|Publication number||US3714824 A|
|Publication date||Feb 6, 1973|
|Filing date||Dec 21, 1970|
|Priority date||Dec 21, 1970|
|Publication number||US 3714824 A, US 3714824A, US-A-3714824, US3714824 A, US3714824A|
|Original Assignee||Us Army|
|Export Citation||BiBTeX, EndNote, RefMan|
|Patent Citations (4), Referenced by (6), Classifications (6)|
|External Links: USPTO, USPTO Assignment, Espacenet|
United States Patent Bush 1 Feb. 6, 1973 1541 APPARATUS FOR MEASURING SKIN 3,383,914 5/1968 MacArthur ..73 147 FRICTION 3,423,551 1/1969 Starbuck ..340/239 R X Inventor: Clarence C- Bush, Bel Md 3,205,705 9/1965 Telley ..73/117.4
 Assignee: The United States of America as P i E i -L i R, Prin e represented by the Secretary of the Assistant ExaminerDanie1 M. Yasich Army Atz0rney1-1arry M. Saragovitz, Edward J. Kelly and  Filed: Dec. 21, 1970 Herbert Berl [211 App]. No.2 100,018 ABSTRACT 52 us. c1 ..73/117.4, 73/147, 340/239 R A ring Shaped element is Placed in'th P of'flov'v'ihg 511 1111.01. ..G0lm 17/00 fluid- Gravity holds the element down until Skin 58 Field of Search v.73/9, 147, 56, 117.4; frictional forces of the flowing fluid lift it Off its seat- 340/239 ZOO/319R At the point of lift-off the precise degree of skin friction is known.
 References Cited I 6 Clalms, 3 Drawing Flgures UNITED STATES PATENTS 2,538,785 1/1951 Karig ..73/56 X F/ow recover-g \rcoop 4 APPARATUS FOR MEASURING SKIN FRICTION The invention described herein may be manufactured, used, and licensed by or for the Government for governmental purposes without the payment to me of any royalty thereon.
BRIEF SUMMARY In prior art devices for determining skin friction an isolated section of a fluid dynamic surface is permitted to be displaced a small amount as the fluid passes thereover. A force measuring balance determines the amount of movement of the isolated section and thereby indicates the magnitude of the skin friction causing movement of the section. However, the force measuring balance must be extremely sensitive and is therefore an expensive piece of precision apparatus. Further, the isolated section must be separated slightly from adjacent nonmovable sections and the crack therebetween can cause turbulence and inaccurate readings on the force measuring balance. Still further the magnitude of the turbulence, and the error caused thereby, will vary with different velocities of fluid flowing thereover. Motion-nulling apparatus can be used to keep the isolated section stationary, while measuring the degree of force acting thereon. However, such apparatus is of a high quality and very expensive.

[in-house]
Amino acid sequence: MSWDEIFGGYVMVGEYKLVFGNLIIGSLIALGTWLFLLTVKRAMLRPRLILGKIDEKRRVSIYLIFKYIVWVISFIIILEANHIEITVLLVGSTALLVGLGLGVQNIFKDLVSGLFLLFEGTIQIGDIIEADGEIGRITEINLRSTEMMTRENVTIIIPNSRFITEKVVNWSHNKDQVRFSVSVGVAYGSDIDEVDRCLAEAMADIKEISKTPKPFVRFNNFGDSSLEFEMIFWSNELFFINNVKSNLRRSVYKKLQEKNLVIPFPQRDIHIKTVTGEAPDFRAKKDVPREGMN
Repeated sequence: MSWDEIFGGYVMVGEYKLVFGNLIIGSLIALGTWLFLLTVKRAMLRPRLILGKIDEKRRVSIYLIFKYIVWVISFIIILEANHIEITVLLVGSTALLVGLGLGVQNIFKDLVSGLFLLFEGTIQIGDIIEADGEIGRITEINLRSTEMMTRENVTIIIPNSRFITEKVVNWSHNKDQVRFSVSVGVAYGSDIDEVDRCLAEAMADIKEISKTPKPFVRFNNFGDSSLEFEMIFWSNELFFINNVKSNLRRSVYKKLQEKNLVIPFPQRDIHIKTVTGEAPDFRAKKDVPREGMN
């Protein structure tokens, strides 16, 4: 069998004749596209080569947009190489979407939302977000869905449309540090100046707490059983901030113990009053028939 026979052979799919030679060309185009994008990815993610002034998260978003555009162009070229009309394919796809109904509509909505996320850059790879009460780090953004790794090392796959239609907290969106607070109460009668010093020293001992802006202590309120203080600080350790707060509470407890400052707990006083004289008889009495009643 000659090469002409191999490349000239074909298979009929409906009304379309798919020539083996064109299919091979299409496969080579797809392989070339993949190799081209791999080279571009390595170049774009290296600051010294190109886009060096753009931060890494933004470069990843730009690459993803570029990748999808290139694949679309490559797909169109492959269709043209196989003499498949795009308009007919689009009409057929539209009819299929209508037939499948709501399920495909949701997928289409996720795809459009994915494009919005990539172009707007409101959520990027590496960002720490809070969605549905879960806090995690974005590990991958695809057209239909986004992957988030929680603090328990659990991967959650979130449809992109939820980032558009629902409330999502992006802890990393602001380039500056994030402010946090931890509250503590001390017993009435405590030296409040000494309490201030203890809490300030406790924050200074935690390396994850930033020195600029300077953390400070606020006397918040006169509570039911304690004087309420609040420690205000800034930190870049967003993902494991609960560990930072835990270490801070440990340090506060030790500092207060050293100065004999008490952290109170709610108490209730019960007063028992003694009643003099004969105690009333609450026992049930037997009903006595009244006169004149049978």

The present invention is extremely simple, low-cost, rugged, reliable, and does not present problems associated with the crack as discussed above.
IN THE DRAWING FIG. 1 is a cross section of one form of the invention;
FIG. 2 is a detail of the ring hold-down and electrical circuitry;
FIG. 3 is a modification utilizing a spring to complement or to oppose gravity.
In FIG. 1 a fluid (gas or liquid) flows upwardly through nozzle 1 which preferably terminates in a sharp circular edge to reduce friction. A nozzle extension ring 2 is contoured to present a smooth fit with the interior of nozzle 1. Nozzle extension ring 2 preferably has a sharp circular top edge to minimuze fluid flow disturbance when the fluid stream exits therefrom. Closed chamber 3 surrounds the nozzle and has a flow recovery scoop 4 to minimize disturbance to flow in a manner well understood by those skilled in the art. Gravity holds nozzle extension Z in loose seating contact with nozzle 1 until skin friction between the flowing fluid and extension 2 lifts the extension.
A plurality (three or more) of retainers 5 prevent lateral movement or misalignment of nozzle extension 2 with respect to nozzle 1 and limit upward movement of extension 2. When nozzle 2 does leave its seat electrical contacts 6 close to illuminate lamp 7 and tell the operator that we have lift-off. As illustrated in FIG. 2, the extension ring 2 and the nozzle I obviously provide an non conducting path so as to keep the lamp 7 in the extinguished condition.
In FIG. 3 springs 8 are illustrated. Springs 8 may be tension springs to assist gravitational force in keeping the nozzle extension seated for measuring higher skin friction forces. Or, springs 8 may be compression springs to oppose gravity and help lift the nozzle extension to measure very low skin frictional forces.
The point at which nozzle extension I is lifted from its seat will depend on several factors including the weight of the nozzle, the degree of roughness of the interior surface of the nozzle extension, the rate of fluid flow, viscosity index of the fluid being tested, and so on. When testing the skin friction of a particular fluid the viscosity index will be constant.